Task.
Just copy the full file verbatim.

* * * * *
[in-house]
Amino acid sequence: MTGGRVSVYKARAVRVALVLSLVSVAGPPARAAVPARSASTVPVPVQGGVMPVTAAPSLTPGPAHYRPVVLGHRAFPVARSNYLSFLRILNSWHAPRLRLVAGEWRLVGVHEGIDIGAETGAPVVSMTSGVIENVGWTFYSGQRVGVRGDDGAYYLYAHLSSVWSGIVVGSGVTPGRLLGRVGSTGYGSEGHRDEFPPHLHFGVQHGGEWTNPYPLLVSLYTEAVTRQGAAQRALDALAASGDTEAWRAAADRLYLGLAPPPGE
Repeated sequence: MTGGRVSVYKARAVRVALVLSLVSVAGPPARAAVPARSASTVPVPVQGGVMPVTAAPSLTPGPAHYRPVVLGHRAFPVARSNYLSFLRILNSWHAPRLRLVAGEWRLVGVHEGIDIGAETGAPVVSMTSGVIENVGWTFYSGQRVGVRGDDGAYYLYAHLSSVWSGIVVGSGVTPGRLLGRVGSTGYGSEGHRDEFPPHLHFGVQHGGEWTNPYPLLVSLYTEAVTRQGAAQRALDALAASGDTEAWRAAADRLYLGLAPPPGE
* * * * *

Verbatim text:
[in-house]
Amino acid sequence: MTGGRVSVYKARAVRVALVLSLVSVAGPPARAAVPARSASTVPVPVQGGVMPVTAAPSLTPGPAHYRPVVLGHRAFPVARSNYLSFLRILNSWHAPRLRLVAGEWRLVGVHEGIDIGAETGAPVVSMTSGVIENVGWTFYSGQRVGVRGDDGAYYLYAHLSSVWSGIVVGSGVTPGRLLGRVGSTGYGSEGHRDEFPPHLHFGVQHGGEWTNPYPLLVSLYTEAVTRQGAAQRALDALAASGDTEAWRAAADRLYLGLAPPPGE
Repeated sequence: MTGGRVSVYKARAVRVALVLSLVSVAGPPARAAVPARSASTVPVPVQGGVMPVTAAPSLTPGPAHYRPVVLGHRAFPVARSNYLSFLRILNSWHAPRLRLVAGEWRLVGVHEGIDIGAETGAPVVSMTSGVIENVGWTFYSGQRVGVRGDDGAYYLYAHLSSVWSGIVVGSGVTPGRLLGRVGSTGYGSEGHRDEFPPHLHFGVQHGGEWTNPYPLLVSLYTEAVTRQGAAQRALDALAASGDTEAWRAAADRLYLGLAPPPGE